The "elitism" narrative routinely blind-sides them, takes them by surprise again and again. There they are, feeling good about their solidarity with the coffee-growers of Guatemala, and then they find themselves on the receiving end of criticism from, say, the plumbers of Ohio.

Elitism, in this case, meaning a man who teaches at Harvard University is not entitled to the same basic Constitutional protections that, say, a limousine-riding Ph.D. columnist for the Wall Street Journal is. Especially if said teacher is uppity and black. But I digress.
But then again, limousine-riding Ph. D. columnists for the Wall Street Journal would hardly deign to share a beer with anyone, much less the house Negro at 1600 Pennsylvania Avenue, would they? Or is he just jealous that The Man is keeping a white man down?

UPDATE: Harvey Silvergate continues the discussion of the Constitutionality of Gates' arrest.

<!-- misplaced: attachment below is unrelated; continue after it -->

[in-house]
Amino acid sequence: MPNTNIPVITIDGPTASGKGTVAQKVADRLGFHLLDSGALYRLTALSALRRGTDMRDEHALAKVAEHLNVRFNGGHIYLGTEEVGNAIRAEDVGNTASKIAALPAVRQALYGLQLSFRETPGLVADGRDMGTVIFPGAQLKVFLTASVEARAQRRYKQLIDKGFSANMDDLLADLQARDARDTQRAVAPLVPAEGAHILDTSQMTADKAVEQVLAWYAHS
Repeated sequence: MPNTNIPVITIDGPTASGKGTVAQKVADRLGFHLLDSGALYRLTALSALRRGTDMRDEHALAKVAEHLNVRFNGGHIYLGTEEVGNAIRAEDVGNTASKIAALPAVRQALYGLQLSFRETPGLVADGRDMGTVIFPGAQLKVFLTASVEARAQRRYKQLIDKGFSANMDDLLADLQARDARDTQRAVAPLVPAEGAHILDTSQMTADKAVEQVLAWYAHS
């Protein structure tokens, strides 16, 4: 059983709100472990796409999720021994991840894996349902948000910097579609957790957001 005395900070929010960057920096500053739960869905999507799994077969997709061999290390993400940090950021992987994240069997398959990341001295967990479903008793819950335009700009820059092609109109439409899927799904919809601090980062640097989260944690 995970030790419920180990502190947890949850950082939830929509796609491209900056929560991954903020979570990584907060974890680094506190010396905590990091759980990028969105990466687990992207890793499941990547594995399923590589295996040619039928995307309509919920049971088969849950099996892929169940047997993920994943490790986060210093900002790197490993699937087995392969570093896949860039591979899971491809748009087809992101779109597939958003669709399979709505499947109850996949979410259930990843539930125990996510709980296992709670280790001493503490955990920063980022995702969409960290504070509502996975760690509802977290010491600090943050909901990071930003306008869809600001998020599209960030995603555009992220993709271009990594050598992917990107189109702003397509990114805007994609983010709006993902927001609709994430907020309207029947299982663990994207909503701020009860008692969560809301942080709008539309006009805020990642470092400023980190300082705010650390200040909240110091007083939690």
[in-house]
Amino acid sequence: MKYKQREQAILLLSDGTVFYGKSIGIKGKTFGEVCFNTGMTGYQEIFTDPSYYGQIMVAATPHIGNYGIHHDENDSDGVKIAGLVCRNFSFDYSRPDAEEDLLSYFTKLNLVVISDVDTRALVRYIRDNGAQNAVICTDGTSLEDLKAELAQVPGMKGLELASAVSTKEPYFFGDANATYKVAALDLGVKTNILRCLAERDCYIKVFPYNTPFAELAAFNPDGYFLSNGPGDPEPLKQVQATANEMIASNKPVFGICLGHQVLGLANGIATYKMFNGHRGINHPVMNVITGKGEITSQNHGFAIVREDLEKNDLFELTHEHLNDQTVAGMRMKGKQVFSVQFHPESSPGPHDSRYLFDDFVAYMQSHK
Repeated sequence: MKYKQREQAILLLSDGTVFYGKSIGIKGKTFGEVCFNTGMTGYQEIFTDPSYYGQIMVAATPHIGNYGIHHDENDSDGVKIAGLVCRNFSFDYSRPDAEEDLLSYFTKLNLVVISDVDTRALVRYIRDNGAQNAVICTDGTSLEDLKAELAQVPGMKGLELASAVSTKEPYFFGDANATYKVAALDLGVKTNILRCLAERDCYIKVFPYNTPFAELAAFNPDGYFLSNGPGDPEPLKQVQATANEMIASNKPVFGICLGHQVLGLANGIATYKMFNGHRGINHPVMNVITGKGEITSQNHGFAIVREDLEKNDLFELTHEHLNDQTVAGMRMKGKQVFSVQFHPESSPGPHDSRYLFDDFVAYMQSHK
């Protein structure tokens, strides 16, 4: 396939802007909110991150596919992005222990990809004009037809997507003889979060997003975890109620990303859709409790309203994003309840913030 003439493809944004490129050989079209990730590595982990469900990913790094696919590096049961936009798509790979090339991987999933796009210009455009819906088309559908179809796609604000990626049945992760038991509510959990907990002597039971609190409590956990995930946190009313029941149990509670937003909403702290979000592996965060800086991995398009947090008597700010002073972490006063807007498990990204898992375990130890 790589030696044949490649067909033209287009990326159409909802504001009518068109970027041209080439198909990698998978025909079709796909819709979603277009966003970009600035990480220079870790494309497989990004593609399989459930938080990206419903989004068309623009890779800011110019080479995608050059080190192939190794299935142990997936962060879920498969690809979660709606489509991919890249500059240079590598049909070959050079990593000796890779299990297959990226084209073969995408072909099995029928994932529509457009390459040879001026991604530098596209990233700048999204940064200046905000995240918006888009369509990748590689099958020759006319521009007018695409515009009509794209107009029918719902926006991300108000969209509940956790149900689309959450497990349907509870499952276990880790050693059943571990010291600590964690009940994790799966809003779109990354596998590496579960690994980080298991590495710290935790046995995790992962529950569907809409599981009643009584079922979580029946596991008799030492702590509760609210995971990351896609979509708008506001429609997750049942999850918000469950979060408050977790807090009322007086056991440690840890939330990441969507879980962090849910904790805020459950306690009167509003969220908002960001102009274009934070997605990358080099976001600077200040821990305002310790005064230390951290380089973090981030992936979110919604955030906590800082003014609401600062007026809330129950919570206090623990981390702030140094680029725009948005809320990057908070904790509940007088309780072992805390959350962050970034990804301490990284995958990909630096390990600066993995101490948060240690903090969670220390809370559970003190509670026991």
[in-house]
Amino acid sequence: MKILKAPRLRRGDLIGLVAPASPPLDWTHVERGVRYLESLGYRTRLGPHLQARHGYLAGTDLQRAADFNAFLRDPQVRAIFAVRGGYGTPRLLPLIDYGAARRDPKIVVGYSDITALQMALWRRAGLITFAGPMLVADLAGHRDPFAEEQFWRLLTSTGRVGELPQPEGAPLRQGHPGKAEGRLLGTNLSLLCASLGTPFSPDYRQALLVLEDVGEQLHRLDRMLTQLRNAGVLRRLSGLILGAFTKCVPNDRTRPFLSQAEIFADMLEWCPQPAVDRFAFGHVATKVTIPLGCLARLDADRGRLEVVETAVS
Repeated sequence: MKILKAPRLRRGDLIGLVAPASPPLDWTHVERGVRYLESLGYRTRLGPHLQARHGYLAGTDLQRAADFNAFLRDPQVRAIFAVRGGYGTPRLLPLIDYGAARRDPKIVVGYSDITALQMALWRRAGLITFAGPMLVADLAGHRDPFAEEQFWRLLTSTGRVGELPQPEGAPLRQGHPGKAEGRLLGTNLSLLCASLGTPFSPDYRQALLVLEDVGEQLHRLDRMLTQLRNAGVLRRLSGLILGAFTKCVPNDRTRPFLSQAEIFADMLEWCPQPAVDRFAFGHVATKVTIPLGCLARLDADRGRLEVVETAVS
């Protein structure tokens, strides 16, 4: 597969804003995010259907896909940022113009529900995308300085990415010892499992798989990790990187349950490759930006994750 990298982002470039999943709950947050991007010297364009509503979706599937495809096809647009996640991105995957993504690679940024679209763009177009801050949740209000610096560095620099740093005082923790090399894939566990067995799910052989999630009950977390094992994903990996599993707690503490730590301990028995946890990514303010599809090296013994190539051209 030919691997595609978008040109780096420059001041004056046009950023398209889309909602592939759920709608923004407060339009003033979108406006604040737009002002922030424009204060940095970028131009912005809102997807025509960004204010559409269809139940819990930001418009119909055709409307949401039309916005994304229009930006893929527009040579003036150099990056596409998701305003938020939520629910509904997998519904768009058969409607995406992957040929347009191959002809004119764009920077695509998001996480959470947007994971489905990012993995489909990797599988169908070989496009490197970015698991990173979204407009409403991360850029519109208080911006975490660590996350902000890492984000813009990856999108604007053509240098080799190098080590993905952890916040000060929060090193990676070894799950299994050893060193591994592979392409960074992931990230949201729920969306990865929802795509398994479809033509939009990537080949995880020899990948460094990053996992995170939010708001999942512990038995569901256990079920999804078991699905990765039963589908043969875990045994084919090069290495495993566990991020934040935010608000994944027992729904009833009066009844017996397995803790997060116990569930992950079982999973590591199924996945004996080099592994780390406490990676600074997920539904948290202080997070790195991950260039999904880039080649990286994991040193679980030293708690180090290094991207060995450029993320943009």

Sgt. Crowley had every right to check on what was reported as a possible break and entry. But as soon as he realized that the occupant was entitled to be in the house, he should have left. He admits in his own police report that he was indeed able to ascertain Professor Gates' residency and hence right to be in the house.

As for Professor Gates' inquiries into the officer's identity and badge number (as Gates describes the confrontation) or his tirade against the officer (as Crowley reports), the citizen was merely--even if neither kindly nor wisely--exercising his constitutional right when faced with official power. Even if Professor Gates were wearing a "Fuck You, Cambridge Police" jacket, the officer would have been obligated to leave the house without its occupant in handcuffs.

Tuesday, July 28, 2009

No, No, NO!

Just when you think we might actually make progress on national healthcare reform...

[Senator Max] Baucus [D-Stupidtown] says his group will produce the bill that best meets Mr. Obama's top priorities, broadly expanding coverage to the uninsured and curtailing the steep rise in health care spending over the long term, what policy makers call "bending the cost curve."